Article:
Malört and Spit: A Review of AncestryDNA’s Kit

An unboxing and review of Ancestry.com’s DNA kit and what my brother’s Malort face looks like. 


Whenever I bring up my mission to find my grandfather to my fellow genealogists, they always end up singing the praises of AncestryDNA.

Their reason: the site lets you to link your Ancestry.com family tree to your DNA results, thereby allowing relatives to find you and access your tree without the awkward back-and-forth messaging process that comes with 23andMe.

It links me directly to other people’s family trees? I don’t have to send an awkward get-to-know-you email to cousins I’ve never met? Sign me up!

It was over Christmas of 2016, then, that I ordered the kit and had my mom take the test. So cast your mind back to a simpler time, when lights were on every house, James Franco and Bryan Cranston were charming the world in the hit comedy Why Him?, and there was one less petulant Cheeto leading our nation.

The box

White box from AncestryDNA kit containing DNA test.
Shiny!

I ordered the kit on December 14th and it arrived around the 20th. So in all it took about a week for it to arrive. Nice and speedy for impatient genealogists such as I.

The box itself is pretty minimal as seen above. No frills. Just a nice sleek white box with a neat family-tree-harkening design on the front. Steve Jobs would be proud.

The back looks like this if anyone was wondering—except less blurry.

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Blurry!

What’s in the box!?

No, it’s not Gwyneth Paltrow’s head.

It’s this!

The contents of an AncestryDNA test kit including a test tube for saliva, a collection bag, a pre-addressed box, and set of instructions.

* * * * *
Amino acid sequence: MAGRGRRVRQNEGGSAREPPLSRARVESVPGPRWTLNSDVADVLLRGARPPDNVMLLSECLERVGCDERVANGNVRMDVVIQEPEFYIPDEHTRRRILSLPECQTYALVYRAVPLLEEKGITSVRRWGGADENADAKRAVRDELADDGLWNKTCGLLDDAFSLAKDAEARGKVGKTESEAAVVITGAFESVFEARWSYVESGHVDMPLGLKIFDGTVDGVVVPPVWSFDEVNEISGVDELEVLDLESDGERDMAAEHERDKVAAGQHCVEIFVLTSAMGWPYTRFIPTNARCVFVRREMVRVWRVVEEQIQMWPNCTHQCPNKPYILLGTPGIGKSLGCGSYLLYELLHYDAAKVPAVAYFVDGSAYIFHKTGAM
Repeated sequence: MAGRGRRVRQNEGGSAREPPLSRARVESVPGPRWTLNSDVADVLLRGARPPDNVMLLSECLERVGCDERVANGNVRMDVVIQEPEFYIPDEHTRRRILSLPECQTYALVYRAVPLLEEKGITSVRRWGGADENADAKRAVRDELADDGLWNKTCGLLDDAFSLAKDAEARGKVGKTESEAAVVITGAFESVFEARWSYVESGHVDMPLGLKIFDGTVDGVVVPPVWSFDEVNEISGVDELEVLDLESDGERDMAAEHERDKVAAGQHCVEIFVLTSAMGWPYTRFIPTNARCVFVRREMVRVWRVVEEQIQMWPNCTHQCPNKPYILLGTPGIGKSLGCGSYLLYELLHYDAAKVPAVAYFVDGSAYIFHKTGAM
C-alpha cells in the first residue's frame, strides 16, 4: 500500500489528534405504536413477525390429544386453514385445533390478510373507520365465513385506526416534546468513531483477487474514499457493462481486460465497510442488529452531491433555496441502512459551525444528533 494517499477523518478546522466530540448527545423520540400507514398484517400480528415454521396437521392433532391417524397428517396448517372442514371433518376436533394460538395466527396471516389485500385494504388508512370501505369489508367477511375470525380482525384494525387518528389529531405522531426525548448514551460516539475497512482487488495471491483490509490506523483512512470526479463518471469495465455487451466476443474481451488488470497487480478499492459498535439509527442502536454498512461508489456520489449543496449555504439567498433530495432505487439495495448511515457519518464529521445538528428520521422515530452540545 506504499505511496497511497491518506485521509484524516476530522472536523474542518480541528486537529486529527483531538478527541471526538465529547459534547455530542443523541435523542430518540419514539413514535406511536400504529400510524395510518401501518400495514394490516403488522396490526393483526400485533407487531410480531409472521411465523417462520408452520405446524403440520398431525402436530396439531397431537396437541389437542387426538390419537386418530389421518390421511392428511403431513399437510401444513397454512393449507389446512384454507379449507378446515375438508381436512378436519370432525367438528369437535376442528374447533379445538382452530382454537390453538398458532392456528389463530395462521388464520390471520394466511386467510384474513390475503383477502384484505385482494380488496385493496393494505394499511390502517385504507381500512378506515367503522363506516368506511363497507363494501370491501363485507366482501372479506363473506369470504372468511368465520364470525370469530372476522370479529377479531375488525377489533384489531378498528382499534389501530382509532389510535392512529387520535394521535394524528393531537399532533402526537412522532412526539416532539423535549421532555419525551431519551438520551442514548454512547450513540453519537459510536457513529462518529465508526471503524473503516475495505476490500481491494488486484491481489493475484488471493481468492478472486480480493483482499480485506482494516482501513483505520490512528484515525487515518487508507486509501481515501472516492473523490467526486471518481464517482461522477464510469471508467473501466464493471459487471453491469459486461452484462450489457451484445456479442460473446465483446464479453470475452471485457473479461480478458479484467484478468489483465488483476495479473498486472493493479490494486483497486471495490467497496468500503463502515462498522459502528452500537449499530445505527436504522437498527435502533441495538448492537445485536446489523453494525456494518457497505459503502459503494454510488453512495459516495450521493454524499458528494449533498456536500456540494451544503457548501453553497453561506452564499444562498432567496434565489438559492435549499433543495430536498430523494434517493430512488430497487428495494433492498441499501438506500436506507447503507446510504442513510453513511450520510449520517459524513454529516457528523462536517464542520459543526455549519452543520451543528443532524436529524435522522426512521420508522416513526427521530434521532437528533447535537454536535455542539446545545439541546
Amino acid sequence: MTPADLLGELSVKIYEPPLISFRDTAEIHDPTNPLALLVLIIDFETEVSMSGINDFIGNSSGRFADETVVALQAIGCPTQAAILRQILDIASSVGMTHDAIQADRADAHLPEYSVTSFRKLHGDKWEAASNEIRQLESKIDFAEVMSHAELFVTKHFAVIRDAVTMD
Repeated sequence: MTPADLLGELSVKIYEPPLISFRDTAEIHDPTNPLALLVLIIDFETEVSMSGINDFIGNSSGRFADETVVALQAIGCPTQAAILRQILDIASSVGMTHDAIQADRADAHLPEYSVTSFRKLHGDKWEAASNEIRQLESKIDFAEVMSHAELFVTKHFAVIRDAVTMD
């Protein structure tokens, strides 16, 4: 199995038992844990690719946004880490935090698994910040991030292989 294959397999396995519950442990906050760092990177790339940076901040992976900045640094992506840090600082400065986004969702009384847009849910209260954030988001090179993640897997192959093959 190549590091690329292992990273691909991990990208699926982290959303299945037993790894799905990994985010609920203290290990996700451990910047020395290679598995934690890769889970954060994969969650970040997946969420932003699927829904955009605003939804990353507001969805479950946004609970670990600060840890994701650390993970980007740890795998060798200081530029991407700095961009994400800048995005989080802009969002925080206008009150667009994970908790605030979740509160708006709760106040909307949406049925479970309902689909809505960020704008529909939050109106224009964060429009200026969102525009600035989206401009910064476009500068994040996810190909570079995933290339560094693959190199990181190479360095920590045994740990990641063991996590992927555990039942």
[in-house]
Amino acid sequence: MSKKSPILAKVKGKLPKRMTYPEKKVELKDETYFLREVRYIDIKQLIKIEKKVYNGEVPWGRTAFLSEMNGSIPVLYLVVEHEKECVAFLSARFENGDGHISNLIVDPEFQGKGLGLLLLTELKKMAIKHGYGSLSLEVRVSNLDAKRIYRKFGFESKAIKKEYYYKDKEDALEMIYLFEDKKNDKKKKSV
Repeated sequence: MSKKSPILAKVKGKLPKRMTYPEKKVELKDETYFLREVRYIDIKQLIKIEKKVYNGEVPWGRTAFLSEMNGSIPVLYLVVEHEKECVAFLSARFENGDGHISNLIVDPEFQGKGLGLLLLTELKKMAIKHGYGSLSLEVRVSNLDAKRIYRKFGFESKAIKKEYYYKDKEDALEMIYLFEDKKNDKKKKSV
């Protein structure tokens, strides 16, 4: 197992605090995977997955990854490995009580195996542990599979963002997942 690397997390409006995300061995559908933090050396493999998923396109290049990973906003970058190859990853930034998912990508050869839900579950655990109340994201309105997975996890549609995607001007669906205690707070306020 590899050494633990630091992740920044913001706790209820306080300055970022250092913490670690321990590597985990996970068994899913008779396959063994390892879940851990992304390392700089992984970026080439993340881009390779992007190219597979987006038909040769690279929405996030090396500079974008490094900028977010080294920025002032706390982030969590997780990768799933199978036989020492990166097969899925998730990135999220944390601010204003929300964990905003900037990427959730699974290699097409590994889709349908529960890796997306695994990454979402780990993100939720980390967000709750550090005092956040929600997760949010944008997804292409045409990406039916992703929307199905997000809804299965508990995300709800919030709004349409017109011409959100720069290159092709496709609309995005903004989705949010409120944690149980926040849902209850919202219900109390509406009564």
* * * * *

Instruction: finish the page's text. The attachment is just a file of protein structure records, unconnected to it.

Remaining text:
Ta-da!

A list of the contents:

  • 1 test tube for saliva sample
  • 1 collection bag
  • 1 pre-addressed box with postage paid
  • 1 set of instructions

As with 23andMe, each kit comes with a serial number—on both the test tube and in the instructions—you have to register before sending it off to the lab. I highly suggest you do this as soon as you open the box as to avoid losing it for any reason.

I ended up taking way too many precautionary measures with mine, writing the serial number down in three different places as well as taking a picture of it on my phone.

Taking the test

Mom taking the AncestryDNA test while cooking us dinner.
Master of the multi-task

As with 23andMe, mom refrained from eating or drinking anything for 30 minutes before providing her sample, which came at an inopportune moment as she was also preparing dinner at the time.

Luckily for her, I was more than happy to help taste test the food for her.

Also, during this time, my brother and I did shots of Jeppson’s Malört as he had never tasted it before and I had brought a bottle home from Chicago.

And now he’ll never taste anything again.

My brother's face after he had a shot of Jeppson's Malört.
My brother’s beautiful Malört face.

Ahhhh, I remember my first shot of Malört. Here’s actually a video of it on YouTube.

Warning: Gross vial of spit ahead